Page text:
To the distance runner, the marathon is the quintessential endurance race, and its lure is as strong as the gravitational pull. Once in a runner’s mind has locked onto the marathon, it becomes a fixation.
A typical scenario begins on the bathroom scale with some lonely soul watching the dial spin through tens, even scores, of unwanted pounds before deciding to go for a jog. At the local track, he jogs a quarter-mile lap, and then walks for fifteen minutes. Two days later the jog increases to two laps, followed by a fifteen-minute walk. By the end of the month, he is jogging one-mile before walking. Six weeks pass and the distance increases to a one and one-half mile jog, and before he knows it he’s running three miles at a comfortable pace. The beginner discovers newfound discipline with his diet along with increased energy. Remarkably, he begins looking forward to going to the track.
One day he’s out shopping for a new pair of running shoes, and a brochure for a 5K grabs his interest. Figuring he’d already conquered three miles, another tenth of a mile seems a cinch. After completing his first organized race he’s psyched and begins conversing with more experienced runners and reads about 10Ks and 15Ks on websites and blogs. Next thing he knows he’s teetering on the edge of a 10-miler, which is within grasp of a half-marathon. Before the year is out, the half-marathon is in the books and running is an obsession. He broadens his horizons when he finds out that marathon season is right around the corner and can’t hold himself back.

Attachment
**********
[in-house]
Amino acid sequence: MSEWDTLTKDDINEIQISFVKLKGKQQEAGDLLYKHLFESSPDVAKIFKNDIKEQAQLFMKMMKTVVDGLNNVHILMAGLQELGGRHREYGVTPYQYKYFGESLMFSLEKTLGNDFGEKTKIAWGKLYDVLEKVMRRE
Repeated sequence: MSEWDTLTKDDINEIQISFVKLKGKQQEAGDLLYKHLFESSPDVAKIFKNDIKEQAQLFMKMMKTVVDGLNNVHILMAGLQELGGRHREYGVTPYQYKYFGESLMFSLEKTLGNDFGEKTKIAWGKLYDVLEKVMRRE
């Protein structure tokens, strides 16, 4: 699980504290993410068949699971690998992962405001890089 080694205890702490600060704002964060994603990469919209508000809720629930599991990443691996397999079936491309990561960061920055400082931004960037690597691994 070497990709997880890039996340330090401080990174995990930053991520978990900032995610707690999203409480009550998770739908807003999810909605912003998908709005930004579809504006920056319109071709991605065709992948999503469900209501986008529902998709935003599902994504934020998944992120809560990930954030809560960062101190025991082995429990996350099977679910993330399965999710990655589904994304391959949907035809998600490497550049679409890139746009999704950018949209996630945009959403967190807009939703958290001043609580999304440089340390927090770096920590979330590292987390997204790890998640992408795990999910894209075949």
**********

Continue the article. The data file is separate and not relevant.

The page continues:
The lure of the marathon pulls like a riptide and the beginner finds himself looking for a 30K to build confidence. After the 30K and a twenty-mile training run, he is still functional and thinks he has the marathon licked, which is a trap. A first-time marathoner can only learn from experience that the twenty-mile mark is the equivalent to the endurance halfway point of the race. In other words, the final six miles, 385 yards requires as much stamina, perseverance, and significantly more pain, as the first twenty. It is a lesson in humility.
After crossing the finish line, the first-time marathoner is faced with his hardest decision of his life—whether or not to run another. The answer typically evolves with time. Immediately after the race, the answer is, “No feckin’ way!” The following day it is, “Not likely.” A week later he is scouring websites for his next conquest, and begins training the following month.
There comes a point at which the marathon no longer satisfies some endurance athletes’ appetite for suffering and they seek tougher challenges, thus the ultra-marathon and triathlon were born. Casual observers think marathoners are unstable, but consider the ultra-marathon—a race that exceeds 26.2 miles, some more than one hundred miles. The “Ironman” triathlon includes a 2.4-mile swim, 112-mile cycle and a full marathon. Incredibly, registration for some “Ironman” triathlons fill up in only hours and lines often form in the middle of the night for some popular races, reminiscent of camping out for Rolling Stones tickets back in the 1970s. The incomprehensible Badwater Ultramarathon, a 135-mile California race, has grown from a single competitor in 1977 to ninety-six (eighty-one finishers) in 2013. Badwater competitors endure intense temperatures as they run from Death Valley to an elevation of 8,300 feet up Mount Whitney, past notorious places with names like Coffin Peak, Funeral Mountains, Dead Man Pass, and Hell’s Gate. As the great hockey goalie and Philadelphia legend Bernie Parent used to say, “Some fun, eh?”